- I use a combination of ice and water to stop the raw almond pulp hummus overheating as I make it. To get the smoothest result you can, you need to blend it thoroughly. If you use just room-temperature water, it may overheat (and go above 40ºC), although you could use refrigerated water to help with this. And if you use all ice, the mix will freeze into lumps in the blender and it won’t blend properly. Half-half seems to be the sweet spot for this recipe.
- If you find the result a bit too thick, just add more water until the consistency is just the way you like it.
- If you have a high-speed blender, like a Vitamix, you can use whole sesame seeds in this recipe, instead of the tahini. The blender will take care of grinding them up completely for you, which means you get freshly ground sesame seeds in your raw hummus. But if your blender isn’t quite powerful enough, you’ll probably want to use tahini instead, just to make sure there’s no whole sesame seeds left in your hummus.
- The amount of lemon juice is really 2.5 Australian tablespoons or 3 American tablespoons + 1 tsp. You can adjust the amount of this to suit your tastebuds.
- The apple cider vinegar adds a certain tang that the lemon juice just doesn’t seem to do on its own. But be careful not to add too much, because the flavour quickly overpowers the recipe.
- You can adjust the amount of garlic to suit your preferences. I often use Russian garlic, which is milder and sweeter, and just add more of it to get the right balance. But garlic is a fairly personal thing, so just play with it until you like the result.
- I use cold-pressed extra virgin olive oil in this recipe, because it’s the best quality and it’s raw. Because making the almond milk seems to take out a fair amount of the fat from the almonds, the hummus really needs this added oil to create the right texture and flavour.
- I use pink Himalayan salt in my dishes because it contains lots of trace minerals that are good for you. So if you’re going to use salt, the pink stuff is the best!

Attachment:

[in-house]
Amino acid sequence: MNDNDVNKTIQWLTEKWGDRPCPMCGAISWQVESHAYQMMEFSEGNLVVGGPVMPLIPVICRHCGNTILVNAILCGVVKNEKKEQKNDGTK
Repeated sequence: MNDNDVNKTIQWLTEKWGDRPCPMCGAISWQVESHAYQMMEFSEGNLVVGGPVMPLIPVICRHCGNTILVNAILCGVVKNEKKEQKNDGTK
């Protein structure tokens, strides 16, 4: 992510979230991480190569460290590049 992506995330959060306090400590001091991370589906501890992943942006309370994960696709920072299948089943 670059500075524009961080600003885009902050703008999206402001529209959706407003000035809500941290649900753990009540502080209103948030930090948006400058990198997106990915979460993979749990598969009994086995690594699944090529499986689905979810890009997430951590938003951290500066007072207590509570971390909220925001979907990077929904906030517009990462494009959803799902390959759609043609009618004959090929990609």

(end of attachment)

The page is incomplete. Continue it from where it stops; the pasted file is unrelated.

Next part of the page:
- This raw almond pulp hummus keeps in the fridge for around 4-5 days, and it also freezes really well. Just thaw it in the fridge overnight and you’re ready to go the next day with a fresh batch.
I was actually scouring the internet, specifically looking for recipes to use up leftover almond pulp, because I was tired of throwing it away, when I came across this recipe for raw nut pulp hummus at My New Roots.
It was the first time I’d come across the idea of making hummus from almond pulp, and I though it was brilliant.
I’d tried making a few different people’s recipes for raw almond pulp hummus, and wasn’t that keen on the taste, when I remembered that I had my very own amazing (even if I do say so myself) hummus recipe that I used to make with chickpeas.
I created the original recipe when my son was little, because he used to eat chickpea hummus by the tub-full, and I wanted to make my own homemade version instead. He never really accepted my homemade hummus, but I played with the recipe until I created something that I really loved.
So I just dug out my old recipe, substituted the almond pulp for the chickpeas, tweaked a few ingredients to get the right balance of flavour and voilà – super delicious raw almond pulp hummus.
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Have an awesome hummus-filled day!
~ Nikki, Eating Vibrantly